Rigor and Reproducibility Resource Page

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Rigor and Reproducibility Resources 


“Two of the cornerstones of science advancement are rigor in designing and performing scientific research and the ability to reproduce biomedical research findings. The application of rigor ensures robust and unbiased experimental design, methodology, analysis, interpretation, and reporting of results. When a result can be reproduced by multiple scientists, it validates the original results and readiness to progress to the next phase of research. This is especially important for clinical trials in humans, which are built on studies that have demonstrated a particular effect or outcome.” –NIH


Upcoming Events:

Save the Date: Scientific Data Integrity Workshop, July 24

One in the series of the GCC Rigor and Reproducibility (RR) Program targeted modules, this workshop is designed to cover fundamental elements necessary to help assure the quality and integrity of data derived from research studies.  The workshop will review best practices for documentation of research activities, data capture, data (and document) management, and introduce risk mitigation strategies to enhance study reproducibility. A combination of mini lectures, case studies, and group exercises will comprise the activities. Knowledge gained will allow attendees to implement lessons learned within their research environment as elements of a quality system or internal to an individual research project. BioScience Research Collaborative, Room 1003, 6500 Main St  10 am -2:30 pm. Limited to the first 50 registrants. Registration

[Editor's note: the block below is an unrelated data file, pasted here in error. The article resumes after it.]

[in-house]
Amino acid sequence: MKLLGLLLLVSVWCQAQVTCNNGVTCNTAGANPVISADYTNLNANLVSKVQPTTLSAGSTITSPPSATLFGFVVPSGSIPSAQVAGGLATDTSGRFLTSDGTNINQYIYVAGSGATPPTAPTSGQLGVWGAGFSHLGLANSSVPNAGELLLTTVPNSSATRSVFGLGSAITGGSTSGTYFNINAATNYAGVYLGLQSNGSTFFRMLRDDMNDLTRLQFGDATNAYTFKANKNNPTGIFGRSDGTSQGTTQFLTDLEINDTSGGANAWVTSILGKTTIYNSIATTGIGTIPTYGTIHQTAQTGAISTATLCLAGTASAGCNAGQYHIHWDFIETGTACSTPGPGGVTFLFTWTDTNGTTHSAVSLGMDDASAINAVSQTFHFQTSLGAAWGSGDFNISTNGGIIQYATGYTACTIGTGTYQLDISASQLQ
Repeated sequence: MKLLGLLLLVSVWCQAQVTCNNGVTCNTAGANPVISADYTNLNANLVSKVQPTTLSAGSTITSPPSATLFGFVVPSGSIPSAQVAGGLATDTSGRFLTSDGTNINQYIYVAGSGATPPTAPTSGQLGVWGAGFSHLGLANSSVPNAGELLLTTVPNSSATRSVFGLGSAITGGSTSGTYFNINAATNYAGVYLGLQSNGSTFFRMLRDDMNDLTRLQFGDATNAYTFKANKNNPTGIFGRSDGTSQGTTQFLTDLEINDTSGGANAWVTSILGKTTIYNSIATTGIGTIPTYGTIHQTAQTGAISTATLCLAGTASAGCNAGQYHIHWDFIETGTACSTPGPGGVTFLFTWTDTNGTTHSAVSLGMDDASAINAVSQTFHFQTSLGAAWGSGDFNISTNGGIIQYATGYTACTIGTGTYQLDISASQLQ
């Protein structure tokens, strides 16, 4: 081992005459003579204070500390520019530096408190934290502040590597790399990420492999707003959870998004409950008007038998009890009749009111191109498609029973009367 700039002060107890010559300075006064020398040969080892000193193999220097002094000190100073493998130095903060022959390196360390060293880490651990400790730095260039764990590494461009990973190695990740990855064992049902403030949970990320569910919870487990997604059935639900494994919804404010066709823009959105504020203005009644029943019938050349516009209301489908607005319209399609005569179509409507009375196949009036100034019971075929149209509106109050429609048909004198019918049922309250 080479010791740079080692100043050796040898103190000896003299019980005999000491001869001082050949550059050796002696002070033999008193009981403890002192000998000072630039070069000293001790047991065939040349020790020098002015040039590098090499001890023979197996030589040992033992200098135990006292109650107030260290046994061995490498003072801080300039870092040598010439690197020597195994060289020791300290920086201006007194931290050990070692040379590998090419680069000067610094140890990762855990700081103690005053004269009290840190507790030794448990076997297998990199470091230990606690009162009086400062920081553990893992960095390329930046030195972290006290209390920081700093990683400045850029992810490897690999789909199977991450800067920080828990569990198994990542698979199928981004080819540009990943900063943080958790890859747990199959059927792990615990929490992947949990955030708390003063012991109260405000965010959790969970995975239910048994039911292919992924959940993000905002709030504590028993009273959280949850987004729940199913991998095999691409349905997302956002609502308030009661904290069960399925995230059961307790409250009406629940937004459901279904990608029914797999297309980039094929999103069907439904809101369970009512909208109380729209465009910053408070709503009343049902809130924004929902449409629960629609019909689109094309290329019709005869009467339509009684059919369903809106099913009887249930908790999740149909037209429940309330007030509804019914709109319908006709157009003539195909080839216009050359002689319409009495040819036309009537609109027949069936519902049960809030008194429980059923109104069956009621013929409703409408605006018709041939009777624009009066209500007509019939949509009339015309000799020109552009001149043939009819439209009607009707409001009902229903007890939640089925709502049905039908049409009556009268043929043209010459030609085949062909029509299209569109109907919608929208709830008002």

If it has reached capacity, please choose to be placed on the waitlist from the registration page.

Save the Date: Reproducible Research (RR) with R and RStudio Workshop, July 30

First in the series of the GCC Rigor and Reproducibility (RR) Program targeted modules, this workshop will: 1) discuss examples motivating the shift to RR; 2) survey the simple nature of the most common problems; 3) discuss organizing data as projects; 4) use Rstudio, knitr, and rmarkdown to illustrate the use of literate programming to interleave text describing the analyses with the code producing the results; 5) use Rstudio, devtools, and roxygen2 to construct a basic R package; 6) survey other commonly used tools and give pointers to how they might be used and where to   learn more. This course will take place from presumes some working knowledge of R. Attendees are requested to bring laptops with recent versions of R and Rstudio installed, as well as the R packages knitr, rmarkdown, devtools, roxygen2, and RTools (this last is for Windows PCs; it’s required to compile R packages). fun. BioScience Research Collaborative, 6500 Main St, Room 1003, 9 am – 3 pm. Limited to the first 25 registrants.  Registration
If it has reached capacity, please choose to be placed on the waitlist from the registration page.


For Workshop Slides and Videos:

Click Here


Case Studies Video:


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